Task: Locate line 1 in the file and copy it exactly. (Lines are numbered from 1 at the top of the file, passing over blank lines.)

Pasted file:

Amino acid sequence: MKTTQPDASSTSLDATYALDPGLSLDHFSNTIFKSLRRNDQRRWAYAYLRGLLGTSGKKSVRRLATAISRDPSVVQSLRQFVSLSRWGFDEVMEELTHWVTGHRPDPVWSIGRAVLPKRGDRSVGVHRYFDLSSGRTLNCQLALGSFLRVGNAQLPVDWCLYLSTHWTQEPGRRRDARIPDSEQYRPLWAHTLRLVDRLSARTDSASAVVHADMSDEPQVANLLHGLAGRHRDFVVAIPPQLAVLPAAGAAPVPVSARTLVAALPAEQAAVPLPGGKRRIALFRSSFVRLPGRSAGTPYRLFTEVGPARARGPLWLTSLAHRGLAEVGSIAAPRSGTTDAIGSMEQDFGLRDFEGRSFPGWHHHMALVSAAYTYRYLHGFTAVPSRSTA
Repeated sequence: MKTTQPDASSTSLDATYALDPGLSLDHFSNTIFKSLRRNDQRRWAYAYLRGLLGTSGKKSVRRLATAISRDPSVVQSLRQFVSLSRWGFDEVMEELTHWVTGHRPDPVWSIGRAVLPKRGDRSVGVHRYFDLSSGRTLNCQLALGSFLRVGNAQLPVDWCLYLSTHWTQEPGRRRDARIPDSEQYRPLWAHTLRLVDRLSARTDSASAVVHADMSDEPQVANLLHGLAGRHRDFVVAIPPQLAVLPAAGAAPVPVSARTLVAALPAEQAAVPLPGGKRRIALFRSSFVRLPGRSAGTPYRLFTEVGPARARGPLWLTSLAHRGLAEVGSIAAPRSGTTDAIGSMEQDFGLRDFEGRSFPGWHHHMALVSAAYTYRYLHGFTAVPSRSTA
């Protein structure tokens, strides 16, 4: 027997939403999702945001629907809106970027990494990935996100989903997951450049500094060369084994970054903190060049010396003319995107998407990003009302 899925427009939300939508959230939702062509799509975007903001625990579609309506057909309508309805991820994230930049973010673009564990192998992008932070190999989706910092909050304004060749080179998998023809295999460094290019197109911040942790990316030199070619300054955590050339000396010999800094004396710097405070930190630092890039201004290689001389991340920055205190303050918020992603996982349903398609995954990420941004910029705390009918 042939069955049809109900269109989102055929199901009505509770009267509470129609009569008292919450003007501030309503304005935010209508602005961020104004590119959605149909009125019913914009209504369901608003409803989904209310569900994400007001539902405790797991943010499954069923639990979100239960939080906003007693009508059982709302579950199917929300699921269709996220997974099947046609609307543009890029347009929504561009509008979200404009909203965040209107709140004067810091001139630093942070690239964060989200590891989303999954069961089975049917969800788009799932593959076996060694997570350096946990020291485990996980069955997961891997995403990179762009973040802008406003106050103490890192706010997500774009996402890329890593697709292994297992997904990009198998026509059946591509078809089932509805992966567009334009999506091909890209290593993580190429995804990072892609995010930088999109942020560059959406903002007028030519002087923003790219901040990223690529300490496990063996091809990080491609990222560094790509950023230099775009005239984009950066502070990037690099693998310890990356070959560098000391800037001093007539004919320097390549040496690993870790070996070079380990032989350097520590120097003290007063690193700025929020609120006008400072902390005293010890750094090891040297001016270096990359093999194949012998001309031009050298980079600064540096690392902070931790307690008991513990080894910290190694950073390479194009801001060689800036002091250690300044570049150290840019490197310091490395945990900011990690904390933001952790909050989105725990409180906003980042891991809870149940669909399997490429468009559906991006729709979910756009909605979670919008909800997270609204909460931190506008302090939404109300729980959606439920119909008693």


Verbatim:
Amino acid sequence: MKTTQPDASSTSLDATYALDPGLSLDHFSNTIFKSLRRNDQRRWAYAYLRGLLGTSGKKSVRRLATAISRDPSVVQSLRQFVSLSRWGFDEVMEELTHWVTGHRPDPVWSIGRAVLPKRGDRSVGVHRYFDLSSGRTLNCQLALGSFLRVGNAQLPVDWCLYLSTHWTQEPGRRRDARIPDSEQYRPLWAHTLRLVDRLSARTDSASAVVHADMSDEPQVANLLHGLAGRHRDFVVAIPPQLAVLPAAGAAPVPVSARTLVAALPAEQAAVPLPGGKRRIALFRSSFVRLPGRSAGTPYRLFTEVGPARARGPLWLTSLAHRGLAEVGSIAAPRSGTTDAIGSMEQDFGLRDFEGRSFPGWHHHMALVSAAYTYRYLHGFTAVPSRSTA